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    ₹399.00
  4. The Wedding Clinic: How Wide or Deep to Integrate Interrelated Businesses?
    Entrepreneurship & Innovation The Wedding Clinic: How Wide or Deep to Integrate Interrelated Businesses?

    It was the autumn of 2022, and Payal Tekchandani, cofounder and partner of The Wedding Clinic (TWC), sat down with her operations team in Pune, Maharashtra, to discuss the plan of action for the upcoming quarter. She had established TWC in 2017. It was a unique offering in medical aesthetics that enabled brides, bridegrooms, and their families to enjoy the best of skin and hair treatments. Payal's entrepreneurial journey included managing operations for diverse and unrelated businesses. She had stepped in to take charge of her family business nine years ago. Three distinct business entities-TWC, Tender Skin Products Pvt Ltd. (TSPPL), and Tender Skin International Cosmetology Academy (TSICA)-operated under the umbrella of Tender Skin International (TSI), a multispecialty skin clinic founded by her mother, Dr. Sonia Tekchandani, in 2003 in Mumbai. TSI also trained beauticians in skincare and manufactured skin care products. Using company-owned clinics, they had bootstrapped the business without external funding. Each clinic required high capital expenditure for operating and purchasing, and installing the machinery. Since Payal took over, business service revenues had quadrupled. However, given the dynamics of the changing business environment, the pandemic, and changing consumer behavior, it was time for Payal to rethink the business interlinkages. She wished to scale the clinics' operations and was facing a dilemma: should she open another center in Mumbai or focus on other cities? The latter option would mean seeking funding and adopting the franchise store model across the country.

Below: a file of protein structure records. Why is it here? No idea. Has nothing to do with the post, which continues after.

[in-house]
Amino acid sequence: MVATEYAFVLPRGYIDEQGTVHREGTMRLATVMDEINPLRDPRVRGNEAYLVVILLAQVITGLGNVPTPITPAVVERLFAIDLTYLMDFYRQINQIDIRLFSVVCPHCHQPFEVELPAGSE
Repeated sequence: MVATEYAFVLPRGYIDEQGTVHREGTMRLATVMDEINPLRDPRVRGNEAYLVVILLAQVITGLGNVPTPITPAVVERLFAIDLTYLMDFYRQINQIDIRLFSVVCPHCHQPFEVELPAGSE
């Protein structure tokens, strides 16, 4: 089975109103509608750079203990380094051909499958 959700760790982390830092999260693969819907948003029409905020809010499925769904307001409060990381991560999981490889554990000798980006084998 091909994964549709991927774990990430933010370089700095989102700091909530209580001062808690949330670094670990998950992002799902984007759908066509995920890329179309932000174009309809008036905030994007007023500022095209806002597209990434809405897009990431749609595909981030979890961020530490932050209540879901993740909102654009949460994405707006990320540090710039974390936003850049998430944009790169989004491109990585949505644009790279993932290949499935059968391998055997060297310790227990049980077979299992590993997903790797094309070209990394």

Learning Objectives

    1. The interrelatedness between distinct businesses and the organizational factors that support the connections.
    2. Competitive advantages of organizations that create an inimitable business model.
    3. Risks associated with running multiple business units.
    4. Strategic decisions involved in scaling up businesses.
    5. Red ocean and blue ocean strategies.
    6. Entrepreneurial growth in a family business scenario.
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    ₹399.00
  5. Telangana Graduates’ MLC Elections 2021: Handling Known and Unknown Uncertainties
    Operations Management Telangana Graduates’ MLC Elections 2021: Handling Known and Unknown Uncertainties